Wyoming Catholic College, a Catholic university founded in 2005 in Lander, announced in late February that it “shall not participate in federal student loan programs.”
“While the financial benefits are undeniable,” said a news release, “the increasingly burdensome regulatory requirements are clearly troubling for faith-based institutions.”
The decision to forego federal student loan and grant programs was reached in a unanimous vote by the college’s board of directors.
“While respecting that some of our peer institutions have reached a different conclusion on this issue,” said Andrew Emrich, the board’s chairman, “what is different in our case is timing: At the very point we were grappling with this question, pivotal legal decisions, executive orders, and administrative interpretations were all pointing to some … challenges for institutions of faith.”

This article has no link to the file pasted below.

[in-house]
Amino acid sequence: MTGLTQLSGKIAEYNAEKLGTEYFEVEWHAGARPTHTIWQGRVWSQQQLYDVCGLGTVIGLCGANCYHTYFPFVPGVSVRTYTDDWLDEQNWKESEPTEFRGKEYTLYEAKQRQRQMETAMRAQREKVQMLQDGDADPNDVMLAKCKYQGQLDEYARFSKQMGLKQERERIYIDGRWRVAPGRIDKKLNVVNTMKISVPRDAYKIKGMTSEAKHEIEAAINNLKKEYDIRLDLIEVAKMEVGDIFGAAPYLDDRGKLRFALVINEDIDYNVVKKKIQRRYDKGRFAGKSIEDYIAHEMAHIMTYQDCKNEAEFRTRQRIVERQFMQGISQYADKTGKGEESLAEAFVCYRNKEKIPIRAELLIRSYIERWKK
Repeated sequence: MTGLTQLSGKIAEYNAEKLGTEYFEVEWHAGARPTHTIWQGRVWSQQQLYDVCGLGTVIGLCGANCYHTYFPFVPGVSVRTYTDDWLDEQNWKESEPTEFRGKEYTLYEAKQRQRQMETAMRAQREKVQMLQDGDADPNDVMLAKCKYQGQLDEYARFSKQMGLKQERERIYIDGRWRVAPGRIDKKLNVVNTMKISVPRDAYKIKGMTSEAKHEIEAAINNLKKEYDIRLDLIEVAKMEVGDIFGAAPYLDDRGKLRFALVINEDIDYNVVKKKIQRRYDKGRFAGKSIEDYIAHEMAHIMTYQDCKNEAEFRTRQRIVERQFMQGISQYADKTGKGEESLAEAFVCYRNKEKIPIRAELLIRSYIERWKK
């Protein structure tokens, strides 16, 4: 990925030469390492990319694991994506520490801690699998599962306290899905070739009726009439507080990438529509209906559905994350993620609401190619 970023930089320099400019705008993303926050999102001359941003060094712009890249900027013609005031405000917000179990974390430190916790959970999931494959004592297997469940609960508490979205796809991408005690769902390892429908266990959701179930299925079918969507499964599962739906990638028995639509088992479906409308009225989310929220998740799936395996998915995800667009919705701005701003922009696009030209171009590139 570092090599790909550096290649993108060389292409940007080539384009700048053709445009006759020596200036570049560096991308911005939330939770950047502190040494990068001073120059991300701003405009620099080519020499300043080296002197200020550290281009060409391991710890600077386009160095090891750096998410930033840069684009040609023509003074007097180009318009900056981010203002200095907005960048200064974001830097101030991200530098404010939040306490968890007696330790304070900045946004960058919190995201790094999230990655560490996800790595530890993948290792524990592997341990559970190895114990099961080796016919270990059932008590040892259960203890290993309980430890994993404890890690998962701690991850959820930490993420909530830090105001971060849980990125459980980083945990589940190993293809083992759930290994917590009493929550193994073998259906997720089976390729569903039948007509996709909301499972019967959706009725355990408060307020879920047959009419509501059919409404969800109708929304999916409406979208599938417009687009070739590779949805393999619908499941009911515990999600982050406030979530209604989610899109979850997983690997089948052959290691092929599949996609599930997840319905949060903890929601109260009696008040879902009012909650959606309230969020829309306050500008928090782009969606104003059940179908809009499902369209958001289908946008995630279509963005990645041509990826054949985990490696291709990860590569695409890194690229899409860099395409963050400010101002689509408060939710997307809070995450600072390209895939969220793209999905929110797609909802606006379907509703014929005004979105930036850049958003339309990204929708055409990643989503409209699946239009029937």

In a video posted on the college’s website, Kevin D. Roberts, its president, if the college had been founded 30 years ago, “perhaps the decision to participate in federal programs would be easy.”
“Without being an alarmist, however, it is reasonable to say that the political landscape in 2015 is very different than it was 30 years ago,” he said.
Roberts told Catholic News Service in an interview that he finds it an “affront to our Catholic identity that we cannot provide something that would clearly benefit our students and would clearly benefit this institution, because the government has overreached.”
“Our Catholic identity might be further in danger as a result of receiving federal funds,” he continued. “I say ‘further in danger’ because it is already (endangered) by the HHS mandate.”
And watch a video presentation below.